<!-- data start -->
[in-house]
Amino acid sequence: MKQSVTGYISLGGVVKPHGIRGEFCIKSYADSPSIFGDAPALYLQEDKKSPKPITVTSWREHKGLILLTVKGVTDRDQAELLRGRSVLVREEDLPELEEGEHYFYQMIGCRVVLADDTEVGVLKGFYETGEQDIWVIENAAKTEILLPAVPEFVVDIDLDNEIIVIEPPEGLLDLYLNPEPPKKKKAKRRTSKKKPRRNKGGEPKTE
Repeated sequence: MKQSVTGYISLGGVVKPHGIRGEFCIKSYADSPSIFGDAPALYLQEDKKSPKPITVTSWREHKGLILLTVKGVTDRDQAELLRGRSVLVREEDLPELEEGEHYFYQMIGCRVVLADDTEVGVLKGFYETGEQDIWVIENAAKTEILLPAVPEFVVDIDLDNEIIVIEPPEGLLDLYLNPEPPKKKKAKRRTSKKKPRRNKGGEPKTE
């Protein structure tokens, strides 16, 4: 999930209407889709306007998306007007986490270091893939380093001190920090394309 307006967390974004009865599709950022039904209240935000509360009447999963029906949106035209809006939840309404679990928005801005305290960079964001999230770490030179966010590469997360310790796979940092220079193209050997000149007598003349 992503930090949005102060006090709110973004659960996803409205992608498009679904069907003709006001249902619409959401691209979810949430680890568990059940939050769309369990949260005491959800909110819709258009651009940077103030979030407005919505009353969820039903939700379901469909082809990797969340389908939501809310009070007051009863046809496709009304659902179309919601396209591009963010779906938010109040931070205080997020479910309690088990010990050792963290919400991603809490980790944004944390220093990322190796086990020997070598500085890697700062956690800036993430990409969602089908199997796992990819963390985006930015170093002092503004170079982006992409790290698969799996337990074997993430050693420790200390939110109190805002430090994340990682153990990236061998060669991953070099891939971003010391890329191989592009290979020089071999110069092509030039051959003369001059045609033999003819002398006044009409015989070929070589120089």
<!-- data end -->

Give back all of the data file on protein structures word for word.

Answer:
[in-house]
Amino acid sequence: MKQSVTGYISLGGVVKPHGIRGEFCIKSYADSPSIFGDAPALYLQEDKKSPKPITVTSWREHKGLILLTVKGVTDRDQAELLRGRSVLVREEDLPELEEGEHYFYQMIGCRVVLADDTEVGVLKGFYETGEQDIWVIENAAKTEILLPAVPEFVVDIDLDNEIIVIEPPEGLLDLYLNPEPPKKKKAKRRTSKKKPRRNKGGEPKTE
Repeated sequence: MKQSVTGYISLGGVVKPHGIRGEFCIKSYADSPSIFGDAPALYLQEDKKSPKPITVTSWREHKGLILLTVKGVTDRDQAELLRGRSVLVREEDLPELEEGEHYFYQMIGCRVVLADDTEVGVLKGFYETGEQDIWVIENAAKTEILLPAVPEFVVDIDLDNEIIVIEPPEGLLDLYLNPEPPKKKKAKRRTSKKKPRRNKGGEPKTE
């Protein structure tokens, strides 16, 4: 999930209407889709306007998306007007986490270091893939380093001190920090394309 307006967390974004009865599709950022039904209240935000509360009447999963029906949106035209809006939840309404679990928005801005305290960079964001999230770490030179966010590469997360310790796979940092220079193209050997000149007598003349 992503930090949005102060006090709110973004659960996803409205992608498009679904069907003709006001249902619409959401691209979810949430680890568990059940939050769309369990949260005491959800909110819709258009651009940077103030979030407005919505009353969820039903939700379901469909082809990797969340389908939501809310009070007051009863046809496709009304659902179309919601396209591009963010779906938010109040931070205080997020479910309690088990010990050792963290919400991603809490980790944004944390220093990322190796086990020997070598500085890697700062956690800036993430990409969602089908199997796992990819963390985006930015170093002092503004170079982006992409790290698969799996337990074997993430050693420790200390939110109190805002430090994340990682153990990236061998060669991953070099891939971003010391890329191989592009290979020089071999110069092509030039051959003369001059045609033999003819002398006044009409015989070929070589120089």